Which Companies Hire New Graduates Straight Out Of CDL School ?

Topic 24045 | Page 6

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Marc Lee's Comment
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I'd rather make 54 CPM plus $15/stop with a minimum guarantee, bonus for being out another day, 100% no touch and 90% drop and hook. But like I keep saying... That's just me!

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You realize, at 2,000 miles per week, your earnings are pretty much exactly in line with every mega company out there, right? And someone mentioned Chicago, is that where your driving will be, for the most part?

7-State Region so guessing not mostly Chicago.

Seems to me a $1,400 guaranty for "showing up on time" every day for a 5-day work week is "above average" for a newbie at ANY carrier - major or minor. If I am wrong... please share the details. I will apply there!

Sorry... I misspoke - there is no guaranty "bonus" for staying out the extra day. Guaranty is $1,400 for 5 days, through Feb. 2019. As I will mostly be on training into Feb., I will ask what happens (to guaranty) after that!

CPM:

Cents Per Mile

Drivers are often paid by the mile and it's given in cents per mile, or cpm.

Drop And Hook:

Drop and hook means the driver will drop one trailer and hook to another one.

In order to speed up the pickup and delivery process a driver may be instructed to drop their empty trailer and hook to one that is already loaded, or drop their loaded trailer and hook to one that is already empty. That way the driver will not have to wait for a trailer to be loaded or unloaded.

OWI:

Operating While Intoxicated

Marc Lee's Comment
member avatar

665 miles in a day is a good day. My best was 705. I average probably 550 a day. My 70k gross includes my bonuses, my vacation pay and other pays. I’m often thrown various accessorial pays without a complaint on my part. My Dispatcher takes good care of me. One of the perks of having a great relationship with your Dispatcher.

Those are some great miles! Hope to get there some day! Having a little trouble figuring how one does that!

705 miles. Wow!

If I have this correct... you averaged 64 mph during 11 hours of driving in a 14 hour work day. So guessing your truck's top speed is not governed and accessorial pay did not include a fuel economy bonus on that run?!?

Dispatcher:

Dispatcher, Fleet Manager, Driver Manager

The primary person a driver communicates with at his/her company. A dispatcher can play many roles, depending on the company's structure. Dispatchers may assign freight, file requests for home time, relay messages between the driver and management, inform customer service of any delays, change appointment times, and report information to the load planners.

HOS:

Hours Of Service

HOS refers to the logbook hours of service regulations.
Grumpy Old Man's Comment
member avatar

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I'd rather make 54 CPM plus $15/stop with a minimum guarantee, bonus for being out another day, 100% no touch and 90% drop and hook. But like I keep saying... That's just me!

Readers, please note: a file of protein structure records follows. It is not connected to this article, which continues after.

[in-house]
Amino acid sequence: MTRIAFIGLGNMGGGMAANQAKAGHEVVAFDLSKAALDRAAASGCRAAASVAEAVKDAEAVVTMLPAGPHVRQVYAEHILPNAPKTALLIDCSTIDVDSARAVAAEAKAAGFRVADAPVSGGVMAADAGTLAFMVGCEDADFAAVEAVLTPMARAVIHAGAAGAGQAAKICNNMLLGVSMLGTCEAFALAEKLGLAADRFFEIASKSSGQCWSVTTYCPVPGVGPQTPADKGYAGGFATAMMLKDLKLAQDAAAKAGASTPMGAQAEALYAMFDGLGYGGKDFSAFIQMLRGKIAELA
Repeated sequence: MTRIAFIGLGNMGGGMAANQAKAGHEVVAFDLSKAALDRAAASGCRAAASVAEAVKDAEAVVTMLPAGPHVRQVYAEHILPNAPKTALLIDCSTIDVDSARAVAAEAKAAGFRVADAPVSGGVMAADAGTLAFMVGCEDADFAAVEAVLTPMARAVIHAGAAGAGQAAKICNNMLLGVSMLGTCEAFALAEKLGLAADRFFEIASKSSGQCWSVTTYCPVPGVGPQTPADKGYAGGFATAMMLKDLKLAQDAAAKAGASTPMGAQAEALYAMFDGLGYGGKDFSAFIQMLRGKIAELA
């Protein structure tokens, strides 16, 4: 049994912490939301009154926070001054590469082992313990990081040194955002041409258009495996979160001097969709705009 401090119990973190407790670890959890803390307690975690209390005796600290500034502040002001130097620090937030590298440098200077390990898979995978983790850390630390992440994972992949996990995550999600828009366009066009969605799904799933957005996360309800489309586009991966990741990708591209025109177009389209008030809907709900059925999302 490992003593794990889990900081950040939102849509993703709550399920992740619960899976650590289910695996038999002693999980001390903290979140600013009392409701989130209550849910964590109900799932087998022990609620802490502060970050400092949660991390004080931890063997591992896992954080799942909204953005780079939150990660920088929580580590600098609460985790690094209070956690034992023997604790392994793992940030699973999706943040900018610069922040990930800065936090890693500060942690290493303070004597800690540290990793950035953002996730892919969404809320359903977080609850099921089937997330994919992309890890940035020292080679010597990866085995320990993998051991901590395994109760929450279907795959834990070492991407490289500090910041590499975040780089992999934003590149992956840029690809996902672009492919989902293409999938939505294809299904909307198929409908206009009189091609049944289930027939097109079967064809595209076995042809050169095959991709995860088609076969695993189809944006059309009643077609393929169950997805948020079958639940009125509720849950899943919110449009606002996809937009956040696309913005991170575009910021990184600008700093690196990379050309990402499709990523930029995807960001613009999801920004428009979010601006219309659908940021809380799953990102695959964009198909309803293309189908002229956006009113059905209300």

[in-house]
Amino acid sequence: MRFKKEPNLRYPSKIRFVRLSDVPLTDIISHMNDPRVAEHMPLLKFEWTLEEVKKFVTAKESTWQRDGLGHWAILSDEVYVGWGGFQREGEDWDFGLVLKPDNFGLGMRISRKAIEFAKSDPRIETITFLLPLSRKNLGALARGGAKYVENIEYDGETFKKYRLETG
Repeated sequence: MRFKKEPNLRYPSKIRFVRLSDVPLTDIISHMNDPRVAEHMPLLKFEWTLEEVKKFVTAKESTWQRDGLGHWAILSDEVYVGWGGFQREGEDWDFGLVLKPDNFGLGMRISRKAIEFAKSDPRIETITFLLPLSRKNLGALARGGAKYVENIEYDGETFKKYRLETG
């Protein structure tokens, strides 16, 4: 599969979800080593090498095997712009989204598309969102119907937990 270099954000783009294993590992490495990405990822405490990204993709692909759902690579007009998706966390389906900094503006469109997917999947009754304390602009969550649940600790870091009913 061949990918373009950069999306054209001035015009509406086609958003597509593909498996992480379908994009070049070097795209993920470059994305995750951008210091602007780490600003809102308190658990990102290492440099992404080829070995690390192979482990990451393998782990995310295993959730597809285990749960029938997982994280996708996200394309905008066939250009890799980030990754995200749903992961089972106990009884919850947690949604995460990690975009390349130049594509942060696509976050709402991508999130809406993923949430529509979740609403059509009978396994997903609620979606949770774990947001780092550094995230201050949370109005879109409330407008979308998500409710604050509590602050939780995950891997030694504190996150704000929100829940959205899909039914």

double-quotes-end.png

double-quotes-end.png

You realize, at 2,000 miles per week, your earnings are pretty much exactly in line with every mega company out there, right? And someone mentioned Chicago, is that where your driving will be, for the most part?

double-quotes-end.png

7-State Region so guessing not mostly Chicago.

Seems to me a $1,400 guaranty for "showing up on time" every day for a 5-day work week is "above average" for a newbie at ANY carrier - major or minor. If I am wrong... please share the details. I will apply there!

Sorry... I misspoke - there is no guaranty "bonus" for staying out the extra day. Guaranty is $1,400 for 5 days, through Feb. 2019. As I will mostly be on training into Feb., I will ask what happens (to guaranty) after that!

$1400 guarantee is a bit higher than most, but it sounds like that is for the first couple of months, while you learn the ropes. There are a few of the mega carriers offering a $1000 guarantee, period, no time limit, which tells me that you will normally make that much if you are willing to work, and they won't be paying it anyway.

But 2,000 miles per week times 54 cents is $1080 a week, so if they extend the $1400 after the first couple of months, what are you doing for the extra $320? It's no touch, drop and hook , and the only extra you mentioned is $15 per stop, and I don't think you are stopping 21 times a day. I'm sure they aren't going to hand you $320/week out of the goodness of their hearts, if they were, they wouldn't be looking for drivers, they would be flooded with applications.

I did see an Amazon/Hunt gig advertised here at $70k to start, but I don't know the details.

CPM:

Cents Per Mile

Drivers are often paid by the mile and it's given in cents per mile, or cpm.

Drop And Hook:

Drop and hook means the driver will drop one trailer and hook to another one.

In order to speed up the pickup and delivery process a driver may be instructed to drop their empty trailer and hook to one that is already loaded, or drop their loaded trailer and hook to one that is already empty. That way the driver will not have to wait for a trailer to be loaded or unloaded.

OWI:

Operating While Intoxicated

Parrothead66's Comment
member avatar

McElroy and TMC hire for flatbed straight out of school

G-Town's Comment
member avatar

You are all focused on the wrong stuff here, almost if ignoring the obvious.

No company will guarantee $1400 per week for a rookie. Not buying it, especially on a Dedicated account. No company no matter how desperate will incent a driver to strive for mediocrity.